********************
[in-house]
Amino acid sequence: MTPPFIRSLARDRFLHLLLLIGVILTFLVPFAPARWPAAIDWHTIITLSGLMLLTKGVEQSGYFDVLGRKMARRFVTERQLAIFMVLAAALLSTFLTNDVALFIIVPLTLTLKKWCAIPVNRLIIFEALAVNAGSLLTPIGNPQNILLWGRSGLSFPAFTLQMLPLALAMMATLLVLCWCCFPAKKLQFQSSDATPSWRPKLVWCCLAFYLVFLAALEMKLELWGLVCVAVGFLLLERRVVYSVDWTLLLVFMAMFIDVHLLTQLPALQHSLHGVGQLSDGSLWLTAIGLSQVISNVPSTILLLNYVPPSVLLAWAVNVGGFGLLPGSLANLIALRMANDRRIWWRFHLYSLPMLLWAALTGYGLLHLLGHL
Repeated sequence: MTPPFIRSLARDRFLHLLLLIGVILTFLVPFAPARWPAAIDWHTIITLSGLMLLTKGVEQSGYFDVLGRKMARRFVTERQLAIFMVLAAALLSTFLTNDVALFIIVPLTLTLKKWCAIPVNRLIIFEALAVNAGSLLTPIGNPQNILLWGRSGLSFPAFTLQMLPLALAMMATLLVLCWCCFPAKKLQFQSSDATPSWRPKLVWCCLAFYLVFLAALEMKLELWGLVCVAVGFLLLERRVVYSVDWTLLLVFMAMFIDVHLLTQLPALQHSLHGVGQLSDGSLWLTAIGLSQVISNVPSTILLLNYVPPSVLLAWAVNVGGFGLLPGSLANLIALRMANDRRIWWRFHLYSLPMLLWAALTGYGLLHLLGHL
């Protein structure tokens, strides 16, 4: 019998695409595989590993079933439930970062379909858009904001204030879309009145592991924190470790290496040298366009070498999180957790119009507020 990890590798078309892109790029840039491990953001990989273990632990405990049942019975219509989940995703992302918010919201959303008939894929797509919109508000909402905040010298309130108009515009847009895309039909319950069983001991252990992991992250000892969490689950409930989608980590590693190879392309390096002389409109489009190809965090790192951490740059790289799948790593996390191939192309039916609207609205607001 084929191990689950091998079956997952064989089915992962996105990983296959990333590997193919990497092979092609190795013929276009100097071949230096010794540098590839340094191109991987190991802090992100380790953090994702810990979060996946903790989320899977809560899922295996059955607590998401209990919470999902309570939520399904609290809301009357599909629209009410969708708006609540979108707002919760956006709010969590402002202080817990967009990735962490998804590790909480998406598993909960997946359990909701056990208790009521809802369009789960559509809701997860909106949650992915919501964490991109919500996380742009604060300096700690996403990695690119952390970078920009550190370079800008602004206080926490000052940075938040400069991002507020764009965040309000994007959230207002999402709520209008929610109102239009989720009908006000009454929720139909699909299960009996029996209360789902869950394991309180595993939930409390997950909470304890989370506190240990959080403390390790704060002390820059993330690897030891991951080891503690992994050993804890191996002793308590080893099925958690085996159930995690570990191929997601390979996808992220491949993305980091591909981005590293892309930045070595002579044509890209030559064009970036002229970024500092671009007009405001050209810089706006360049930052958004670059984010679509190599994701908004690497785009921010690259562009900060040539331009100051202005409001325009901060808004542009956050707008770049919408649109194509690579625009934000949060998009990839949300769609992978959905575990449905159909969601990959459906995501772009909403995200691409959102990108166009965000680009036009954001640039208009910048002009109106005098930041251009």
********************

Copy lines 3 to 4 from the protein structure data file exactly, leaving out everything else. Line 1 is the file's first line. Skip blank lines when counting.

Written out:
Repeated sequence: MTPPFIRSLARDRFLHLLLLIGVILTFLVPFAPARWPAAIDWHTIITLSGLMLLTKGVEQSGYFDVLGRKMARRFVTERQLAIFMVLAAALLSTFLTNDVALFIIVPLTLTLKKWCAIPVNRLIIFEALAVNAGSLLTPIGNPQNILLWGRSGLSFPAFTLQMLPLALAMMATLLVLCWCCFPAKKLQFQSSDATPSWRPKLVWCCLAFYLVFLAALEMKLELWGLVCVAVGFLLLERRVVYSVDWTLLLVFMAMFIDVHLLTQLPALQHSLHGVGQLSDGSLWLTAIGLSQVISNVPSTILLLNYVPPSVLLAWAVNVGGFGLLPGSLANLIALRMANDRRIWWRFHLYSLPMLLWAALTGYGLLHLLGHL
């Protein structure tokens, strides 16, 4: 019998695409595989590993079933439930970062379909858009904001204030879309009145592991924190470790290496040298366009070498999180957790119009507020 990890590798078309892109790029840039491990953001990989273990632990405990049942019975219509989940995703992302918010919201959303008939894929797509919109508000909402905040010298309130108009515009847009895309039909319950069983001991252990992991992250000892969490689950409930989608980590590693190879392309390096002389409109489009190809965090790192951490740059790289799948790593996390191939192309039916609207609205607001 084929191990689950091998079956997952064989089915992962996105990983296959990333590997193919990497092979092609190795013929276009100097071949230096010794540098590839340094191109991987190991802090992100380790953090994702810990979060996946903790989320899977809560899922295996059955607590998401209990919470999902309570939520399904609290809301009357599909629209009410969708708006609540979108707002919760956006709010969590402002202080817990967009990735962490998804590790909480998406598993909960997946359990909701056990208790009521809802369009789960559509809701997860909106949650992915919501964490991109919500996380742009604060300096700690996403990695690119952390970078920009550190370079800008602004206080926490000052940075938040400069991002507020764009965040309000994007959230207002999402709520209008929610109102239009989720009908006000009454929720139909699909299960009996029996209360789902869950394991309180595993939930409390997950909470304890989370506190240990959080403390390790704060002390820059993330690897030891991951080891503690992994050993804890191996002793308590080893099925958690085996159930995690570990191929997601390979996808992220491949993305980091591909981005590293892309930045070595002579044509890209030559064009970036002229970024500092671009007009405001050209810089706006360049930052958004670059984010679509190599994701908004690497785009921010690259562009900060040539331009100051202005409001325009901060808004542009956050707008770049919408649109194509690579625009934000949060998009990839949300769609992978959905575990449905159909969601990959459906995501772009909403995200691409959102990108166009965000680009036009954001640039208009910048002009109106005098930041251009």